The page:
When Lakpa Tsheri Sherpa first saw paragliders arrive in the Himalaya, he dreamed of flying above the massive peaks of his home—the Khumbu region. After his third successful summit guiding trip on Everest, he viewed paragliding as a simpler, faster, and more graceful way of descending through the peak’s perilous slopes.
In October of 2010, Lakpa borrowed a paraglider, got a few pointers, and launched from a hillside above his home. He promptly crashed into a tree. With his paraglider wing badly damaged, Lakpa set out for the town of Pokhara, considered to be the gathering spot for paragliders, to seek repairs and find a mentor. He ran into Sano Babu Sunuwar, whom Lakpa had met years earlier on Island Peak. Babu repaired the glider and the two men hatched the plan for the Ultimate Descent.
They would climb to the world’s highest point, launch a paraglider and fly for as long as possible, bicycle to a point where streams gathered into rivers, kayak across the Nepali border into India, and paddle the Ganges River all the way to the Indian Ocean. It would be an unprecedented first, but it was the overall combination of sports, audacity, and friendship that drew the duo to the idea. Babu, 28, had no climbing experience. Lakpa, 37, had never kayaked and didn’t even know how to swim.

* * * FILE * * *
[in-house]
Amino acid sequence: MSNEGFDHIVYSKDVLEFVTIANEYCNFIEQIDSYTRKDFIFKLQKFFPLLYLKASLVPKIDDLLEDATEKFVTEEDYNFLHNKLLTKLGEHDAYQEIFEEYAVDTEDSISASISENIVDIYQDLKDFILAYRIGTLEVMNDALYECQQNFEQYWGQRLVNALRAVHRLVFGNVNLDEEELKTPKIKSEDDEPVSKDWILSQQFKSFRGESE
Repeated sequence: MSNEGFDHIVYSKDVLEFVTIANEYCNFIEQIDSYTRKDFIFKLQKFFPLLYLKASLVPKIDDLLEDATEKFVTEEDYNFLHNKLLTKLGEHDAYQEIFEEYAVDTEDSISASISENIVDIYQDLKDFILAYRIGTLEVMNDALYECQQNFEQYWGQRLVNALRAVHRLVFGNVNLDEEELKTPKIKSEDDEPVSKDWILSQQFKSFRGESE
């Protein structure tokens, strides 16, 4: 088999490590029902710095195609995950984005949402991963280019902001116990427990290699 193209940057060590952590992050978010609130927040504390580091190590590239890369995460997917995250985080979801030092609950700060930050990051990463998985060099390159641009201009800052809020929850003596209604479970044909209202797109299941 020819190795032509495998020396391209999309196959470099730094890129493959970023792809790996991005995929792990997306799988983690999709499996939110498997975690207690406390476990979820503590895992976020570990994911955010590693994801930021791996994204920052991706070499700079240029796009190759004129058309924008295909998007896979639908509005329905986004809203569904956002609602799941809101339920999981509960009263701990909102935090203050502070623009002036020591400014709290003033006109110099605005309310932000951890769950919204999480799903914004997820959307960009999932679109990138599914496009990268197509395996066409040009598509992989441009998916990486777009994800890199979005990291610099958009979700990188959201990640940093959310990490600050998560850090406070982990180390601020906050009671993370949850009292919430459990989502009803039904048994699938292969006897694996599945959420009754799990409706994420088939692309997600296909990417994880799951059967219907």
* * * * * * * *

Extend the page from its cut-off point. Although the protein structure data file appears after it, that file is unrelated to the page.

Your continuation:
In April of 2011, the duo had borrowed gear, slapped a basic plan together, and began their ascent of Everest. On May 21, they became the third party to launch a paraglider from the summit and set a new world record of 8,865 meters for free flight in the process. On the Kosi River’s Class V rapids, Babu got caught recirculating in a massive whirlpool in their two-man kayak, while Lakpa floated down river. Once they reached the Ganges, they paddled flatwater through unfamiliar country. They were robbed at knifepoint and had to live off fruit trees. After 850 kilometers, Lakpa and Babu reached the Bay of Bengal. On June 27, they became the first people to complete the descent from Everest’s summit to the Indian Ocean.
“When we arrived on the beach, we were frightened. We were surrounded by giant red scorpions,” says Babu. Later after showing pictures to friends, he would learn that these “scorpions” were in fact harmless crabs.
The Ultimate Descent team earned recognition from the international paragliding community, and the Nepali press hailed them as national heroes. Western adventurers admired their spunk, simplicity, and bare-bones budget. There were no social media campaigns, corporate sponsors, or expedition websites, just the essential ingredients for adventure—vision, creativity, and friendship.